4. Do add UWB location finding

AirPods Pro 2 added an ultra-wideband (UWB) chip to their repertoire this year, which means that if they're lost, you can literally use your iPhone to point you towards them, because this wireless tech can tell you direction and range to an object (within a certain distance).

This is much more important in the tiny AirPods Pro case than in the much-chunkier AirPods Max, but it'd still be a great update to have available in there, in case you left them in a bag or threw them in a drawer and just aren't sure where to start looking. You'd be able to fire up the Find My app straight away and save a bunch of time.

AirPods Max Digital Crown and control button close up

Please, Apple, don't swap the Digital Crown for touch controls! (Image credit: Future)

5. Don't add touch controls

Okay, we're onto the things we don't want AirPods Max to borrow from AirPods Pro 2 now. The AirPods Pro 2 expanded their on-bud control by adding touch-based volume controls – you swipe up or down to change this. This works… fine. It's not very natural, and it's a little too easy to do accidentally in my opinion, but I've still found myself using it, so fair enough.

There have been suggestions (based on an Apple patent) that AirPods Max 2 will use touch controls instead of the current Digital Crown volume and play/pause control (basically a, ahem, dialled up version of what you find on the Apple Watch), and I really hope that the next AirPods Max won't follow the Pro 2's lead by having touch-based volume controls.

I love the Digital Crown on the AirPods Max. It, and the physical button for noise cancellation next to it, are my favorite control system for over-ear headphones. It's so reliable – I can just reach up and it's right under my finger where I expect it to be, and then you just turn a little for fine volume control.

On something like the Sony WH-1000XM4 where you have a big touch pad that does everything, you have to reach up, guess if your finger is in the right spot, then swipe in a direction you think is up to do volume. There's too much guesstimation in it – with AirPods Max's physical controls, I never get it wrong.

6. Don't change to a punchier sound

AirPods Pro 2 sound great – they're a big step up over the original for the complete soundstage, and there's notably more detail and dynamism to them. But I find them a little on the aggressive side – they're quite forward and in-your-face compared to the originals… and compared to the AirPods Max.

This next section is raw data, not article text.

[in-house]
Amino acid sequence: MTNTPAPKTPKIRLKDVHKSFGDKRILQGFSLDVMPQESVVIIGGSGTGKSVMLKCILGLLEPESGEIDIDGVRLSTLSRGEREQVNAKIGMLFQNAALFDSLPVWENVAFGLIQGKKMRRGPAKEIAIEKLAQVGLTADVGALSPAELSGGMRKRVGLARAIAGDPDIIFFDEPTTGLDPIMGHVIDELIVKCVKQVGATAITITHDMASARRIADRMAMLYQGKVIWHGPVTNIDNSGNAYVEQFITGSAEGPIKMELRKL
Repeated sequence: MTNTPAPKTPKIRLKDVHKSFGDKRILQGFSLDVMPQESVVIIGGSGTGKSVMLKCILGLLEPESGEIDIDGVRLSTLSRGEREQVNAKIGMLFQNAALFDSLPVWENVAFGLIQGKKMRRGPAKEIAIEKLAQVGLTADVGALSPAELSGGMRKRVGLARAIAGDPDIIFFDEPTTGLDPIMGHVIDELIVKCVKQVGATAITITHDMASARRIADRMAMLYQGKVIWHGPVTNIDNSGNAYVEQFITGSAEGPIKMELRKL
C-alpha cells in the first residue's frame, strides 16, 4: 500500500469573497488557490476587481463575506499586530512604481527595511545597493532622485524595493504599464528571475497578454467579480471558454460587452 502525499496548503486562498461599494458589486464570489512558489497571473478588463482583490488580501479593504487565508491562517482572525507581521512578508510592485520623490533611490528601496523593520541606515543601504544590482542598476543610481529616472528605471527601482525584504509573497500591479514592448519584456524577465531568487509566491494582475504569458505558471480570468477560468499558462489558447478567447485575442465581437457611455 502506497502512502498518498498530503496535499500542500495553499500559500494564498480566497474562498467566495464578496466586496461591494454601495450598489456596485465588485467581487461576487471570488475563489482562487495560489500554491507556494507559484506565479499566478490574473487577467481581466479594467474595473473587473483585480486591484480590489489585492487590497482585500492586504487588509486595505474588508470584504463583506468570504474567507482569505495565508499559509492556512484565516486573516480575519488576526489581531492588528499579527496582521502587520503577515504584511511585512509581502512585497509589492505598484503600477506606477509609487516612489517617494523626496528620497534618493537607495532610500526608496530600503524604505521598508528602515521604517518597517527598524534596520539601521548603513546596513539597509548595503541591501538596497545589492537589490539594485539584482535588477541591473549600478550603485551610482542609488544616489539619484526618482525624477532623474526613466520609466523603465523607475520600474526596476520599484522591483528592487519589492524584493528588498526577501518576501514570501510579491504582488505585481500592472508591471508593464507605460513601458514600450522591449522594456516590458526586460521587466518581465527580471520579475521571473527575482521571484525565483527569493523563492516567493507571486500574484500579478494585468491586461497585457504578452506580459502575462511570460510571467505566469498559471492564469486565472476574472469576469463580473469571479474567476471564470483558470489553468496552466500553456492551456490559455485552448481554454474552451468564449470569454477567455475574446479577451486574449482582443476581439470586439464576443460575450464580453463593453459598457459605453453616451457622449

The AirPods Max manage to offer deep and rich bass, delicate and clear treble, and clear and focused mid-range, all while being fairly natural and laid back about it. Sound doesn't feel like it's being pumped right in your ears by powerful speakers – they're a remarkably easy and unfatiguing listen over long periods (assuming the fit is good for you over that time).

I hope they next version will keep closer to that sound profile – while I'm using and enjoying the AirPods Pro 2 every day happily, I do think they could stand to chill out by 10% or so.

Don't forget to keep you eye on our guides to the best AirPods Black Friday deals over the next few months, if you're thinking of buying any of the current models!

Matt Bolton
Managing Editor, Entertainment

Matt is TechRadar's Managing Editor for Entertainment, meaning he's in charge of persuading our team of writers and reviewers to watch the latest TV shows and movies on gorgeous TVs and listen to fantastic speakers and headphones. It's a tough task, as you can imagine. Matt has over a decade of experience in tech publishing, and previously ran the TV & audio coverage for our colleagues at, and before that he edited T3 magazine. During his career, he's also contributed to places as varied as Creative Bloq, PC Gamer, PetsRadar, MacLife, and Edge. TV and movie nerdism is his speciality, and he goes to the cinema three times a week. He's always happy to explain the virtues of Dolby Vision over a drink, but he might need to use props, like he's explaining the offside rule.